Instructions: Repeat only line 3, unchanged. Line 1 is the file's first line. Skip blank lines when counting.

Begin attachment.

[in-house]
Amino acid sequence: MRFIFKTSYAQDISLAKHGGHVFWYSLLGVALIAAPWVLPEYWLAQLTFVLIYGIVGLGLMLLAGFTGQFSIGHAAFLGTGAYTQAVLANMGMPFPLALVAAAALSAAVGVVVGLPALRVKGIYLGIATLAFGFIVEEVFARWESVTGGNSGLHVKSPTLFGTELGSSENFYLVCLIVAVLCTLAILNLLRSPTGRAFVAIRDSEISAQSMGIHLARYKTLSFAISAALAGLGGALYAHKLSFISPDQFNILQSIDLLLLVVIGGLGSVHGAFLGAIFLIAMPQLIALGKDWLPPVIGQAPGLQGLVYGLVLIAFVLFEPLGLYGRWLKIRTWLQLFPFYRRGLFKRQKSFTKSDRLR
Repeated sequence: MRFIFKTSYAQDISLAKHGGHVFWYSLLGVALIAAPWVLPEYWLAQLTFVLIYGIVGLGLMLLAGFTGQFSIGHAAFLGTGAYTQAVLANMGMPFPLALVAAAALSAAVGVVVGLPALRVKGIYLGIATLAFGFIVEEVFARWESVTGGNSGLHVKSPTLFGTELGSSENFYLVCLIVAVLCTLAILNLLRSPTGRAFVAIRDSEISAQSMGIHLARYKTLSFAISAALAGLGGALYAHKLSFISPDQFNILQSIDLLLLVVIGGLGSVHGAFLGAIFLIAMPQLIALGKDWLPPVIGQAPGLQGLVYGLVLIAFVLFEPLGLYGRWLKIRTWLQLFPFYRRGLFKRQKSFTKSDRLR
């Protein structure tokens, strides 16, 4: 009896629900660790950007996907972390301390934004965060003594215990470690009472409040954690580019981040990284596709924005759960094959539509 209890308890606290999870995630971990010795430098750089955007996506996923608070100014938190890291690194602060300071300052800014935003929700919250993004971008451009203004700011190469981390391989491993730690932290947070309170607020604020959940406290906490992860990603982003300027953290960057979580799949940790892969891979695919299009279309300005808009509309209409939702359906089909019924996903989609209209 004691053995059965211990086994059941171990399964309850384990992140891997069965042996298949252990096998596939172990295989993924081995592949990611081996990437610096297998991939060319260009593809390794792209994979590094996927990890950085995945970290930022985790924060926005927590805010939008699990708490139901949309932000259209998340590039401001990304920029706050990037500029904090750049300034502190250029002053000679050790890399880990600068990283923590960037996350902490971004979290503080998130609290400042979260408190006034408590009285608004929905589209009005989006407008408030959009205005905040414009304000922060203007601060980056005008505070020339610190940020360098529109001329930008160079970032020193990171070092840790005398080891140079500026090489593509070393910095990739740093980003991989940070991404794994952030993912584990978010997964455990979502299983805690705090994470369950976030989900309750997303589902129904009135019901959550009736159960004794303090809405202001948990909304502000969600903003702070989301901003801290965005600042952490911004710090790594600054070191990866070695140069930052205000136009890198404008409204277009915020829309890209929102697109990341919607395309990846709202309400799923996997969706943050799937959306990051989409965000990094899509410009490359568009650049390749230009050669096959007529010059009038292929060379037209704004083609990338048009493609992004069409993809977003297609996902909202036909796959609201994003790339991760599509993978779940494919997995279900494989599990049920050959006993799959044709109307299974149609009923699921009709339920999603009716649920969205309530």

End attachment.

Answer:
Repeated sequence: MRFIFKTSYAQDISLAKHGGHVFWYSLLGVALIAAPWVLPEYWLAQLTFVLIYGIVGLGLMLLAGFTGQFSIGHAAFLGTGAYTQAVLANMGMPFPLALVAAAALSAAVGVVVGLPALRVKGIYLGIATLAFGFIVEEVFARWESVTGGNSGLHVKSPTLFGTELGSSENFYLVCLIVAVLCTLAILNLLRSPTGRAFVAIRDSEISAQSMGIHLARYKTLSFAISAALAGLGGALYAHKLSFISPDQFNILQSIDLLLLVVIGGLGSVHGAFLGAIFLIAMPQLIALGKDWLPPVIGQAPGLQGLVYGLVLIAFVLFEPLGLYGRWLKIRTWLQLFPFYRRGLFKRQKSFTKSDRLR